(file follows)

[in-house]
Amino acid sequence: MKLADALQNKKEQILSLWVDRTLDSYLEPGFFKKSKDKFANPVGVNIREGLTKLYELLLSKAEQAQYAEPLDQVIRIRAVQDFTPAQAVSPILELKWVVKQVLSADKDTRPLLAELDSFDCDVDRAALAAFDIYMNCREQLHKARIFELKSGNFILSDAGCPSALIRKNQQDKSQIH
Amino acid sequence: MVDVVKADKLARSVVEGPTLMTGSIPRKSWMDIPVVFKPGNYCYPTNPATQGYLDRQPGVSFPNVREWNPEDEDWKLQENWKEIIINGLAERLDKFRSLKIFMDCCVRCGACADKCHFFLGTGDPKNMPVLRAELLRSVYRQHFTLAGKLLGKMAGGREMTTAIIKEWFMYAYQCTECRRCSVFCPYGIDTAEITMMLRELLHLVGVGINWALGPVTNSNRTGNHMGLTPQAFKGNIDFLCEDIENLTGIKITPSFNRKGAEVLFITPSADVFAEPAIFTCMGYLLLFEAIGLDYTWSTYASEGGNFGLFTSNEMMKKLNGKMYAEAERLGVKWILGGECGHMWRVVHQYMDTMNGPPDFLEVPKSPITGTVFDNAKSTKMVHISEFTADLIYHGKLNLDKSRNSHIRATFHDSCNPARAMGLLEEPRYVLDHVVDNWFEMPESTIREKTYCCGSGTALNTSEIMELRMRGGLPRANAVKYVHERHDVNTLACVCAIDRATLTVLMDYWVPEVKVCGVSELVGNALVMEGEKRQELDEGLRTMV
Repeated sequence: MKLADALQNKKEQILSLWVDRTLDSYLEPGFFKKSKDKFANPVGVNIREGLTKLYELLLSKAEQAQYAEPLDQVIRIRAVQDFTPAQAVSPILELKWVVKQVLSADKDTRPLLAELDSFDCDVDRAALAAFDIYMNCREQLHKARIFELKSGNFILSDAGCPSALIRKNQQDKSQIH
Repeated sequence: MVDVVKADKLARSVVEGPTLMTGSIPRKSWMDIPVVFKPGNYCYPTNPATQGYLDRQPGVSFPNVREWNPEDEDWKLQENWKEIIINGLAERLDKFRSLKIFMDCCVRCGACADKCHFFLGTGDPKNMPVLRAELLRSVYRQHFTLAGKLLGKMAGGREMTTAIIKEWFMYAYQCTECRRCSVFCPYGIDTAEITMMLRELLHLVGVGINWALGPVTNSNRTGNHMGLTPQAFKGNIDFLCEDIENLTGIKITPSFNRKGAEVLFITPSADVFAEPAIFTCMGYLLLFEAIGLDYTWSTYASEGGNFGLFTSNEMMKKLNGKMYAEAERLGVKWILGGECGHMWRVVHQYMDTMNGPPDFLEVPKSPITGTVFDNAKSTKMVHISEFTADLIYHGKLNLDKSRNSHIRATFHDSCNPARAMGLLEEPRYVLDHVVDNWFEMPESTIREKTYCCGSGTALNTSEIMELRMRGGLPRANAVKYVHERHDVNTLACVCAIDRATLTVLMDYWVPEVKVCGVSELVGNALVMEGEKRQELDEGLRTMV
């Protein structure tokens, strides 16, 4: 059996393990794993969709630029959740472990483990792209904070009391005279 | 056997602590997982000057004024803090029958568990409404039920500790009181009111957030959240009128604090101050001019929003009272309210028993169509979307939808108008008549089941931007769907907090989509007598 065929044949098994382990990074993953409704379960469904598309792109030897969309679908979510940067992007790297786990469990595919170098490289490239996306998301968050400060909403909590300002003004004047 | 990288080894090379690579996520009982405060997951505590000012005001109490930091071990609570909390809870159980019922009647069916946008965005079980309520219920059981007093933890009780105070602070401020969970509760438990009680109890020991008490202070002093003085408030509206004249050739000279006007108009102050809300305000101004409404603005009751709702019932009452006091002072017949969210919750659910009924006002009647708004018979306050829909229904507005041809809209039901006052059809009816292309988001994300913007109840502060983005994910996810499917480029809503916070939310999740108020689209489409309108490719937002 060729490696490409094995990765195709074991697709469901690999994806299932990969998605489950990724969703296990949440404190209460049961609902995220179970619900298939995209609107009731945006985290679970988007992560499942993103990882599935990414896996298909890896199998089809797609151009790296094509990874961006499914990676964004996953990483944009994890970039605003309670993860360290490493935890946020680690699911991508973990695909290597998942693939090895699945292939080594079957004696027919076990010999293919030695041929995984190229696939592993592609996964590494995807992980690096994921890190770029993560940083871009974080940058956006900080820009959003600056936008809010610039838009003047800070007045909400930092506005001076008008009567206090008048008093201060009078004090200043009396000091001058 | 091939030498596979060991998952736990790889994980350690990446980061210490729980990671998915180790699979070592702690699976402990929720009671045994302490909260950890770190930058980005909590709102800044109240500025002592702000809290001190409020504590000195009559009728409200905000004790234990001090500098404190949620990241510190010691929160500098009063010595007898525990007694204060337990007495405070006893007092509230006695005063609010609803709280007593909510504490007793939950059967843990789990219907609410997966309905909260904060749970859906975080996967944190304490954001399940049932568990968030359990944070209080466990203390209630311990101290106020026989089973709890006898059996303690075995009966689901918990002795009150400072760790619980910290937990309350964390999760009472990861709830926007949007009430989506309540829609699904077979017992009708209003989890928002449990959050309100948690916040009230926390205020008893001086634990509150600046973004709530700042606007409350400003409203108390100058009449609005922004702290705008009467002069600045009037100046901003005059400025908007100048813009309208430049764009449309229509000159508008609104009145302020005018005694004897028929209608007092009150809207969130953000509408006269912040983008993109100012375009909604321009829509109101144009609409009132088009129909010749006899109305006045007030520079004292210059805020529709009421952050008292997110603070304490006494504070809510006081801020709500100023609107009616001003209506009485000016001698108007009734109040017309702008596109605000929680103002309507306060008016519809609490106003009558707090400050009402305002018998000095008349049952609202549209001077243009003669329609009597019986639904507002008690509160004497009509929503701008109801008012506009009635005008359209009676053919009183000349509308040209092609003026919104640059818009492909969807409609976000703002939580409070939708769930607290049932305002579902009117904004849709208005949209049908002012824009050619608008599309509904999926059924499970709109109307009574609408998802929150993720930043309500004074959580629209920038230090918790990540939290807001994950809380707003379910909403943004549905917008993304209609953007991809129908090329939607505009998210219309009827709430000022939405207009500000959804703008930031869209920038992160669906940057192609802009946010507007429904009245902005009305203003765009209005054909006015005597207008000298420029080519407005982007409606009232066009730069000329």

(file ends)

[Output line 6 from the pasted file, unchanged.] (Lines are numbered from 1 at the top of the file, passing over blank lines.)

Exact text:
């Protein structure tokens, strides 16, 4: 059996393990794993969709630029959740472990483990792209904070009391005279 | 056997602590997982000057004024803090029958568990409404039920500790009181009111957030959240009128604090101050001019929003009272309210028993169509979307939808108008008549089941931007769907907090989509007598 065929044949098994382990990074993953409704379960469904598309792109030897969309679908979510940067992007790297786990469990595919170098490289490239996306998301968050400060909403909590300002003004004047 | 990288080894090379690579996520009982405060997951505590000012005001109490930091071990609570909390809870159980019922009647069916946008965005079980309520219920059981007093933890009780105070602070401020969970509760438990009680109890020991008490202070002093003085408030509206004249050739000279006007108009102050809300305000101004409404603005009751709702019932009452006091002072017949969210919750659910009924006002009647708004018979306050829909229904507005041809809209039901006052059809009816292309988001994300913007109840502060983005994910996810499917480029809503916070939310999740108020689209489409309108490719937002 060729490696490409094995990765195709074991697709469901690999994806299932990969998605489950990724969703296990949440404190209460049961609902995220179970619900298939995209609107009731945006985290679970988007992560499942993103990882599935990414896996298909890896199998089809797609151009790296094509990874961006499914990676964004996953990483944009994890970039605003309670993860360290490493935890946020680690699911991508973990695909290597998942693939090895699945292939080594079957004696027919076990010999293919030695041929995984190229696939592993592609996964590494995807992980690096994921890190770029993560940083871009974080940058956006900080820009959003600056936008809010610039838009003047800070007045909400930092506005001076008008009567206090008048008093201060009078004090200043009396000091001058 | 091939030498596979060991998952736990790889994980350690990446980061210490729980990671998915180790699979070592702690699976402990929720009671045994302490909260950890770190930058980005909590709102800044109240500025002592702000809290001190409020504590000195009559009728409200905000004790234990001090500098404190949620990241510190010691929160500098009063010595007898525990007694204060337990007495405070006893007092509230006695005063609010609803709280007593909510504490007793939950059967843990789990219907609410997966309905909260904060749970859906975080996967944190304490954001399940049932568990968030359990944070209080466990203390209630311990101290106020026989089973709890006898059996303690075995009966689901918990002795009150400072760790619980910290937990309350964390999760009472990861709830926007949007009430989506309540829609699904077979017992009708209003989890928002449990959050309100948690916040009230926390205020008893001086634990509150600046973004709530700042606007409350400003409203108390100058009449609005922004702290705008009467002069600045009037100046901003005059400025908007100048813009309208430049764009449309229509000159508008609104009145302020005018005694004897028929209608007092009150809207969130953000509408006269912040983008993109100012375009909604321009829509109101144009609409009132088009129909010749006899109305006045007030520079004292210059805020529709009421952050008292997110603070304490006494504070809510006081801020709500100023609107009616001003209506009485000016001698108007009734109040017309702008596109605000929680103002309507306060008016519809609490106003009558707090400050009402305002018998000095008349049952609202549209001077243009003669329609009597019986639904507002008690509160004497009509929503701008109801008012506009009635005008359209009676053919009183000349509308040209092609003026919104640059818009492909969807409609976000703002939580409070939708769930607290049932305002579902009117904004849709208005949209049908002012824009050619608008599309509904999926059924499970709109109307009574609408998802929150993720930043309500004074959580629209920038230090918790990540939290807001994950809380707003379910909403943004549905917008993304209609953007991809129908090329939607505009998210219309009827709430000022939405207009500000959804703008930031869209920038992160669906940057192609802009946010507007429904009245902005009305203003765009209005054909006015005597207008000298420029080519407005982007409606009232066009730069000329």